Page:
As students get ready to return to school, parents can save money on certain school supplies and articles of clothing this weekend during the no-sales-tax holiday in Arkansas.

As students get ready to return to school, parents can save money on certain school supplies and articles of clothing this weekend during the no-sales-tax holiday in Arkansas.

The waiver of sales tax begins on Saturday at 12:01 a.m. and lasts through Sunday at midnight and applies to brick-and-mortar stores and online retailers. Retailers expect an upswing in customers to take advantage of saving nearly 10 percent on taxes alone.

Arkansas state and local sales tax will not be collected on clothing and footwear with a sales price of less than $100 per item, clothing accessories and equipment less than $50 per item, school supplies, school art supplies and school instructional materials. Online sales made from Arkansas are included in the tax holiday, according to Tom Atchley, excise tax administrator for the Arkansas Department of Finance and Administration.

Some unexpected eligible items for exemption during the tax holiday in Arkansas include diapers, girdles, wedding apparel, umbrellas, sunglasses, bath salts, lip gloss and hair wax. A full list of eligible items is available at the Arkansas Department of Finance and Administration website under the Sales & Use Tax section.

In Pine Bluff, many retailers are offering their own sales and discounts in addition to the tax break in hopes of attracting shoppers.

Goodwill Industries is offering a 25 percent coupon to attract folks to shop at its store at 2707 E. Harding Ave. in Pine Bluff, Goodwill Industries of Arkansas public relations and community engagement manager Rebecca Brockman said.

"Tax-free weekend is definitely a draw, so we encourage people to take advantage and get an early start on back-to-school shopping," Brockman said.

Staff at the Staples store at 2910 E. Harding Ave. in Pine Bluff expect an influx of customers this weekend based on past year’s sales figures, general manager Larry Clark said. The Staples store is offering a 25 percent discount on backpacks that range in price from $29 to $99, he said. The store will also offer another 25 percent discount to customers who purchase school supplies along with a backpack in one transaction, he said.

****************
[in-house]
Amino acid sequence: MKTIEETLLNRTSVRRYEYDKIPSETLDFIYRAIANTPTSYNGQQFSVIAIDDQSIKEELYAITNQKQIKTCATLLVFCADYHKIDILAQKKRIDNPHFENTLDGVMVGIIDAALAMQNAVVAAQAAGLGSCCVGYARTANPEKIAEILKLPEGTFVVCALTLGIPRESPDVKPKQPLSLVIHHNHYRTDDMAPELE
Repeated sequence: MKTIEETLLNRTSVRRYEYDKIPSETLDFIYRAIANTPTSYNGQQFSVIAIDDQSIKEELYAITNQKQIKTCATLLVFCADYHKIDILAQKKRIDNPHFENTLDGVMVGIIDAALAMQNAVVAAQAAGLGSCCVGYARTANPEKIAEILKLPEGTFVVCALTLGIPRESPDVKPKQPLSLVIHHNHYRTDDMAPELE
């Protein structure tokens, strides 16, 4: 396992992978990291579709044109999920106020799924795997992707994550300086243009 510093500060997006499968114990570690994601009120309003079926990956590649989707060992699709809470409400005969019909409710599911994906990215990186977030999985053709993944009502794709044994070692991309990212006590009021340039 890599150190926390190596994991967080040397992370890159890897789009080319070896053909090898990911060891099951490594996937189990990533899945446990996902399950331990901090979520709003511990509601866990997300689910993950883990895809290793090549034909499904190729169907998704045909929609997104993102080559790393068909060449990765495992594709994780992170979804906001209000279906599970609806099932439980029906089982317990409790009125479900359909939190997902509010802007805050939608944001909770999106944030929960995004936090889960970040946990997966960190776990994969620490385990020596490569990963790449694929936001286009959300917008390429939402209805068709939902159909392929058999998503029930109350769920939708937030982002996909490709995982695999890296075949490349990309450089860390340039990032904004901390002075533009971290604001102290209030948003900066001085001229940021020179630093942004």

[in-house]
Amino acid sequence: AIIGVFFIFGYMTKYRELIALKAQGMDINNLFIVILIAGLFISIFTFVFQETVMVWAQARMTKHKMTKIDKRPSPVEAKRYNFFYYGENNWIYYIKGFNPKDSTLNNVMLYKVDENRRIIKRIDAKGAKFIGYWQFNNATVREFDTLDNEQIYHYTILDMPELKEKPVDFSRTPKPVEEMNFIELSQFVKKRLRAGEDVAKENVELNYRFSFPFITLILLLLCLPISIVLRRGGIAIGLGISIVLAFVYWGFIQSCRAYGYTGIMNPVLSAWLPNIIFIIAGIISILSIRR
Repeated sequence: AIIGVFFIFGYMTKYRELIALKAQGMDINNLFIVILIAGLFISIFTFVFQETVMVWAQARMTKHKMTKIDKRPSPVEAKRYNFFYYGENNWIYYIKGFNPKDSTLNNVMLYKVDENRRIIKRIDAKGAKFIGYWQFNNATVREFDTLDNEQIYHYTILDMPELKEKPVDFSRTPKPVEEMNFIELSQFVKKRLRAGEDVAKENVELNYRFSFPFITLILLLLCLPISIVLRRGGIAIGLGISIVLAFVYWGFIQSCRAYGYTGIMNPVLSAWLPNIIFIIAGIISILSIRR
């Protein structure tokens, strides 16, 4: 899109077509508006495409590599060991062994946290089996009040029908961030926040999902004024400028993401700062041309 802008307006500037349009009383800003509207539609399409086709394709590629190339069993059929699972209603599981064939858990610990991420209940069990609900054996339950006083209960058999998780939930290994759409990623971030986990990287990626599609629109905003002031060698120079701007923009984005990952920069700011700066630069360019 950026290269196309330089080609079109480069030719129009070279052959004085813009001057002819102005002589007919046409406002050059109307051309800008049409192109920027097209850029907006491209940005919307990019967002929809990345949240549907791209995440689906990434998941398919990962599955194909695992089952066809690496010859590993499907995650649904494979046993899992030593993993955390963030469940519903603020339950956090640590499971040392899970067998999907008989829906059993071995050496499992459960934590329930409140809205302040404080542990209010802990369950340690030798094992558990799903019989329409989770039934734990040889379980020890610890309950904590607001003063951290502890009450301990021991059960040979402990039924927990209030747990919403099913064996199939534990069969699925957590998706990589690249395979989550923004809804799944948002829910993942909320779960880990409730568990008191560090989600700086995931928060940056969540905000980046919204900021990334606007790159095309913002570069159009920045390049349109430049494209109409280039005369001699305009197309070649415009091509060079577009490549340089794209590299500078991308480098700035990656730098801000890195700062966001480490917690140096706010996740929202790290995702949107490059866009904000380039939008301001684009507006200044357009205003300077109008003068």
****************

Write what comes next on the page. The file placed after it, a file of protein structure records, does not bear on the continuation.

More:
"Sales usually triple on those days. It is a big weekend," Clark said.

Staples hires seasonal employees to meet the demands of back-to-school shopping from June through September. The tax-free weekend is usually the busiest period of the summer, Clark said.

According to the National Retail Federation’s 2014 Back-to-School Survey conducted by Prosper Insights & Analytics, the average American family with children in grades K-12 will spend $669 on clothing, shoes, supplies and electronics. This is up 5 percent from last year, driven by increased demand for electronic items and parents’ need to restock their children’s school supplies from last year.

The older the student, the more money to be spent. The survey found the average family shopping for high school students will spend $683, followed by middle school students at $682 and elementary school-age children with an average of $581.

Pine Bluff School District spokeswoman Kenetta Ridgell encourages parents to take advantage of those two days.

"We always encourage parents to shop for supplies on these days because any savings beats no savings," Ridgell said. "Now they have a chance to save money."

Pine Bluff School District distributes school supply lists to stores and to parents who are enrolling a child in the district for the first time, she said.

White Hall School District Superintendent Larry Smith welcomes the no-tax weekend. White Hall produces a list of recommended supplies that parents should buy for children according to their grade, he said. These lists are displayed at many stores that sell school supplies.

"I think it is great for our parents to save money and let their dollar stretch as much as possible," Smith said. "Everything continues to increase in price. For parents with multiple children, it gets expensive quickly."

— John Lovett of The Southwest Times Record contributed to this report